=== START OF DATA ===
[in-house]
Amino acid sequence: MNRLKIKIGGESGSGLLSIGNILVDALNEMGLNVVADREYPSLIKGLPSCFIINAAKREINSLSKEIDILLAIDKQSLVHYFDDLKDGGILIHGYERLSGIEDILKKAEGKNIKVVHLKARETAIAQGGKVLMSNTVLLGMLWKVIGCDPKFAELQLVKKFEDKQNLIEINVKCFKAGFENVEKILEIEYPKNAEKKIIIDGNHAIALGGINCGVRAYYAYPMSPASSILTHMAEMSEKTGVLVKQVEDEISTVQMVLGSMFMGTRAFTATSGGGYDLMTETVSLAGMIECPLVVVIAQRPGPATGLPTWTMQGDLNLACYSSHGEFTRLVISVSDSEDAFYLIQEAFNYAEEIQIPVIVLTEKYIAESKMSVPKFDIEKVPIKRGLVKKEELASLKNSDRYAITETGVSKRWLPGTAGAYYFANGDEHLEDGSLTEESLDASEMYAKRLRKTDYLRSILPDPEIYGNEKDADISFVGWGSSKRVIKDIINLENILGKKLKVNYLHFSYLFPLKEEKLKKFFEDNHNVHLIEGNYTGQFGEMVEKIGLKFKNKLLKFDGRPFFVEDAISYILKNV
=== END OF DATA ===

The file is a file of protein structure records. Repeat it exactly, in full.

[in-house]
Amino acid sequence: MNRLKIKIGGESGSGLLSIGNILVDALNEMGLNVVADREYPSLIKGLPSCFIINAAKREINSLSKEIDILLAIDKQSLVHYFDDLKDGGILIHGYERLSGIEDILKKAEGKNIKVVHLKARETAIAQGGKVLMSNTVLLGMLWKVIGCDPKFAELQLVKKFEDKQNLIEINVKCFKAGFENVEKILEIEYPKNAEKKIIIDGNHAIALGGINCGVRAYYAYPMSPASSILTHMAEMSEKTGVLVKQVEDEISTVQMVLGSMFMGTRAFTATSGGGYDLMTETVSLAGMIECPLVVVIAQRPGPATGLPTWTMQGDLNLACYSSHGEFTRLVISVSDSEDAFYLIQEAFNYAEEIQIPVIVLTEKYIAESKMSVPKFDIEKVPIKRGLVKKEELASLKNSDRYAITETGVSKRWLPGTAGAYYFANGDEHLEDGSLTEESLDASEMYAKRLRKTDYLRSILPDPEIYGNEKDADISFVGWGSSKRVIKDIINLENILGKKLKVNYLHFSYLFPLKEEKLKKFFEDNHNVHLIEGNYTGQFGEMVEKIGLKFKNKLLKFDGRPFFVEDAISYILKNV